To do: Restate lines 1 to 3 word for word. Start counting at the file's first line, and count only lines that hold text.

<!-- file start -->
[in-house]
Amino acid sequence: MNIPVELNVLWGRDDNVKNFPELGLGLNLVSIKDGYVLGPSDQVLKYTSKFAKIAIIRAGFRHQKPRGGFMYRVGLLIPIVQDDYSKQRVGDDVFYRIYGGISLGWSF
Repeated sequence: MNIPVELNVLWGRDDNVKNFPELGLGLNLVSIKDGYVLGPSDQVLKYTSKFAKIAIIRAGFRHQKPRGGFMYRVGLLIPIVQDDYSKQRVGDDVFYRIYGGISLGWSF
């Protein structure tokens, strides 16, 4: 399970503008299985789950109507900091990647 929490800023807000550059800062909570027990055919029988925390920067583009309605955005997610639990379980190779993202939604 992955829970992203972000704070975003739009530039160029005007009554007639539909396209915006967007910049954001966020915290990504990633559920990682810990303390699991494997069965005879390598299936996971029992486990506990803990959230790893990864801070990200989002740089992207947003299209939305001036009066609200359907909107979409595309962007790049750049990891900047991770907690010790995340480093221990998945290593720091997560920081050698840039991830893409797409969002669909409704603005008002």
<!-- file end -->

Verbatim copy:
[in-house]
Amino acid sequence: MNIPVELNVLWGRDDNVKNFPELGLGLNLVSIKDGYVLGPSDQVLKYTSKFAKIAIIRAGFRHQKPRGGFMYRVGLLIPIVQDDYSKQRVGDDVFYRIYGGISLGWSF
Repeated sequence: MNIPVELNVLWGRDDNVKNFPELGLGLNLVSIKDGYVLGPSDQVLKYTSKFAKIAIIRAGFRHQKPRGGFMYRVGLLIPIVQDDYSKQRVGDDVFYRIYGGISLGWSF